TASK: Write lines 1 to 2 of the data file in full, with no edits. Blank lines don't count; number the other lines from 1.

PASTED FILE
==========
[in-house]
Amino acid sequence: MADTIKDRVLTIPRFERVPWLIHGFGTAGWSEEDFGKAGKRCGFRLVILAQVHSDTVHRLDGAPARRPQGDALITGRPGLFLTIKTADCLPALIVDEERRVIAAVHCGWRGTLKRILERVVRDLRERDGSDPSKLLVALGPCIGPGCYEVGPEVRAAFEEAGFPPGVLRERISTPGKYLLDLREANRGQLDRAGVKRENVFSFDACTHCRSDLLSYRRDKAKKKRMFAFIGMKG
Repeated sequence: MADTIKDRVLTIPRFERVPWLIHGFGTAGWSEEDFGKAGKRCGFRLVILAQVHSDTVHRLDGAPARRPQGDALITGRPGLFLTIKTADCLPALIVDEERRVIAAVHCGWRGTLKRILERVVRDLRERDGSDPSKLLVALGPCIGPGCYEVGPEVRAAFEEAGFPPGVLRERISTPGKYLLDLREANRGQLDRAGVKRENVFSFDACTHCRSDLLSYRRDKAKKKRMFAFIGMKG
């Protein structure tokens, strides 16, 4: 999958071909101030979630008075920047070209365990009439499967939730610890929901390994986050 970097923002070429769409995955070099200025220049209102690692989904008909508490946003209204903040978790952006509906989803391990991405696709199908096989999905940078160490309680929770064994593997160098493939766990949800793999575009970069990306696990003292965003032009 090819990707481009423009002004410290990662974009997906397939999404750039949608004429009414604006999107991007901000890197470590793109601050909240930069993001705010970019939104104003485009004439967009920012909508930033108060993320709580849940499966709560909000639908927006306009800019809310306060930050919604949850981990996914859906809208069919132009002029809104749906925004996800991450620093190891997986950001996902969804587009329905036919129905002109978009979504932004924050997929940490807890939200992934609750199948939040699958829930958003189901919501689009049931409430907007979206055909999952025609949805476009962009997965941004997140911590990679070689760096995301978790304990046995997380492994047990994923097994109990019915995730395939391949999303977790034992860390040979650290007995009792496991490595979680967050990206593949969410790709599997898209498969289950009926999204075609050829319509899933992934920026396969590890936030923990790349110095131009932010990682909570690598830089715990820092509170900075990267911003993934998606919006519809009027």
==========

[in-house]
Amino acid sequence: MADTIKDRVLTIPRFERVPWLIHGFGTAGWSEEDFGKAGKRCGFRLVILAQVHSDTVHRLDGAPARRPQGDALITGRPGLFLTIKTADCLPALIVDEERRVIAAVHCGWRGTLKRILERVVRDLRERDGSDPSKLLVALGPCIGPGCYEVGPEVRAAFEEAGFPPGVLRERISTPGKYLLDLREANRGQLDRAGVKRENVFSFDACTHCRSDLLSYRRDKAKKKRMFAFIGMKG